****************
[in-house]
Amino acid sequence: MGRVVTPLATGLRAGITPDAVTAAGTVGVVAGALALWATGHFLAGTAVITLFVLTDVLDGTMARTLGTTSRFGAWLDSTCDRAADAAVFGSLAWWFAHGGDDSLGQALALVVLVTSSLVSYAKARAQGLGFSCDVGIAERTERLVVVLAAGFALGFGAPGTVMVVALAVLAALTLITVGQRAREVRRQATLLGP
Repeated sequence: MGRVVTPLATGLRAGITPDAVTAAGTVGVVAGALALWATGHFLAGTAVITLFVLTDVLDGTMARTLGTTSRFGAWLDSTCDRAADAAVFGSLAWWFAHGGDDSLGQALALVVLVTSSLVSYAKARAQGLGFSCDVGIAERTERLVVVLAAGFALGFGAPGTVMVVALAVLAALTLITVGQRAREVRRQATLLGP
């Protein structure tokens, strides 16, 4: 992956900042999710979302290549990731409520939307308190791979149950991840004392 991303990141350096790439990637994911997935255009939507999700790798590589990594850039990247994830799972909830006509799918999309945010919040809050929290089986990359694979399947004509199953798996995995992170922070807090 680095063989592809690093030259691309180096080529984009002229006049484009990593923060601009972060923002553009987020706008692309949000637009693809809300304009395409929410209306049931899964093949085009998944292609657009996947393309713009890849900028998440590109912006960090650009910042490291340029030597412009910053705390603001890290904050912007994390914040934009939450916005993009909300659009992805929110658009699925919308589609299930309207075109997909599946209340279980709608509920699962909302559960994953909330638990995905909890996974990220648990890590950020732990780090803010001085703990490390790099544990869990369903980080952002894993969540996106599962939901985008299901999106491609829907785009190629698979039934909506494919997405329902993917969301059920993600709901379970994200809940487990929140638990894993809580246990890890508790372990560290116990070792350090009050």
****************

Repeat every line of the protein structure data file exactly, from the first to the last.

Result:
[in-house]
Amino acid sequence: MGRVVTPLATGLRAGITPDAVTAAGTVGVVAGALALWATGHFLAGTAVITLFVLTDVLDGTMARTLGTTSRFGAWLDSTCDRAADAAVFGSLAWWFAHGGDDSLGQALALVVLVTSSLVSYAKARAQGLGFSCDVGIAERTERLVVVLAAGFALGFGAPGTVMVVALAVLAALTLITVGQRAREVRRQATLLGP
Repeated sequence: MGRVVTPLATGLRAGITPDAVTAAGTVGVVAGALALWATGHFLAGTAVITLFVLTDVLDGTMARTLGTTSRFGAWLDSTCDRAADAAVFGSLAWWFAHGGDDSLGQALALVVLVTSSLVSYAKARAQGLGFSCDVGIAERTERLVVVLAAGFALGFGAPGTVMVVALAVLAALTLITVGQRAREVRRQATLLGP
């Protein structure tokens, strides 16, 4: 992956900042999710979302290549990731409520939307308190791979149950991840004392 991303990141350096790439990637994911997935255009939507999700790798590589990594850039990247994830799972909830006509799918999309945010919040809050929290089986990359694979399947004509199953798996995995992170922070807090 680095063989592809690093030259691309180096080529984009002229006049484009990593923060601009972060923002553009987020706008692309949000637009693809809300304009395409929410209306049931899964093949085009998944292609657009996947393309713009890849900028998440590109912006960090650009910042490291340029030597412009910053705390603001890290904050912007994390914040934009939450916005993009909300659009992805929110658009699925919308589609299930309207075109997909599946209340279980709608509920699962909302559960994953909330638990995905909890996974990220648990890590950020732990780090803010001085703990490390790099544990869990369903980080952002894993969540996106599962939901985008299901999106491609829907785009190629698979039934909506494919997405329902993917969301059920993600709901379970994200809940487990929140638990894993809580246990890890508790372990560290116990070792350090009050």